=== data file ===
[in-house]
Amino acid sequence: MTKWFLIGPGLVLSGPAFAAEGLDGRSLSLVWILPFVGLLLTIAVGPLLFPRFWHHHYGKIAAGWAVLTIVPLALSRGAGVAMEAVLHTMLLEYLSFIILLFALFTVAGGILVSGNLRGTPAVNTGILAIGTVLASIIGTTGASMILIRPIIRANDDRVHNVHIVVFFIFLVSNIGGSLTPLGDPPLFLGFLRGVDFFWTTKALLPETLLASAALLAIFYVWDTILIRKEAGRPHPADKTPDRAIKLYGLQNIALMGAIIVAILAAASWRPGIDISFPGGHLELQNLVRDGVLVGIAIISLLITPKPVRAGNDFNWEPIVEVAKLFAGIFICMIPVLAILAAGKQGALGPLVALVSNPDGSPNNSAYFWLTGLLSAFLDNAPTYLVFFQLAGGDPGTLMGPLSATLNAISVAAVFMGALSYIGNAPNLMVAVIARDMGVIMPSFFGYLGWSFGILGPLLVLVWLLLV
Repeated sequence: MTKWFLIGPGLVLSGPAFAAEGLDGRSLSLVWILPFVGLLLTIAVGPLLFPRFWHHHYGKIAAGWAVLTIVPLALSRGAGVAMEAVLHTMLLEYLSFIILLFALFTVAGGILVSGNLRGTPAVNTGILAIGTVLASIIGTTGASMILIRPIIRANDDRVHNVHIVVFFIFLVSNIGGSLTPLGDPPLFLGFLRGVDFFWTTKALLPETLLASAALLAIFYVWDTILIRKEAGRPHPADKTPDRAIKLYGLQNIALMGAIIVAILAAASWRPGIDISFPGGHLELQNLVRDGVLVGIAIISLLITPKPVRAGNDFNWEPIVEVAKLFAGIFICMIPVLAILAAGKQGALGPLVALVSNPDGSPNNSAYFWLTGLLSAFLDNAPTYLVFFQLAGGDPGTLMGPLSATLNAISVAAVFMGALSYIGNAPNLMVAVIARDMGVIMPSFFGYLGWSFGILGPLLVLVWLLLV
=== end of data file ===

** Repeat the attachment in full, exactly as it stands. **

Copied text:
[in-house]
Amino acid sequence: MTKWFLIGPGLVLSGPAFAAEGLDGRSLSLVWILPFVGLLLTIAVGPLLFPRFWHHHYGKIAAGWAVLTIVPLALSRGAGVAMEAVLHTMLLEYLSFIILLFALFTVAGGILVSGNLRGTPAVNTGILAIGTVLASIIGTTGASMILIRPIIRANDDRVHNVHIVVFFIFLVSNIGGSLTPLGDPPLFLGFLRGVDFFWTTKALLPETLLASAALLAIFYVWDTILIRKEAGRPHPADKTPDRAIKLYGLQNIALMGAIIVAILAAASWRPGIDISFPGGHLELQNLVRDGVLVGIAIISLLITPKPVRAGNDFNWEPIVEVAKLFAGIFICMIPVLAILAAGKQGALGPLVALVSNPDGSPNNSAYFWLTGLLSAFLDNAPTYLVFFQLAGGDPGTLMGPLSATLNAISVAAVFMGALSYIGNAPNLMVAVIARDMGVIMPSFFGYLGWSFGILGPLLVLVWLLLV
Repeated sequence: MTKWFLIGPGLVLSGPAFAAEGLDGRSLSLVWILPFVGLLLTIAVGPLLFPRFWHHHYGKIAAGWAVLTIVPLALSRGAGVAMEAVLHTMLLEYLSFIILLFALFTVAGGILVSGNLRGTPAVNTGILAIGTVLASIIGTTGASMILIRPIIRANDDRVHNVHIVVFFIFLVSNIGGSLTPLGDPPLFLGFLRGVDFFWTTKALLPETLLASAALLAIFYVWDTILIRKEAGRPHPADKTPDRAIKLYGLQNIALMGAIIVAILAAASWRPGIDISFPGGHLELQNLVRDGVLVGIAIISLLITPKPVRAGNDFNWEPIVEVAKLFAGIFICMIPVLAILAAGKQGALGPLVALVSNPDGSPNNSAYFWLTGLLSAFLDNAPTYLVFFQLAGGDPGTLMGPLSATLNAISVAAVFMGALSYIGNAPNLMVAVIARDMGVIMPSFFGYLGWSFGILGPLLVLVWLLLV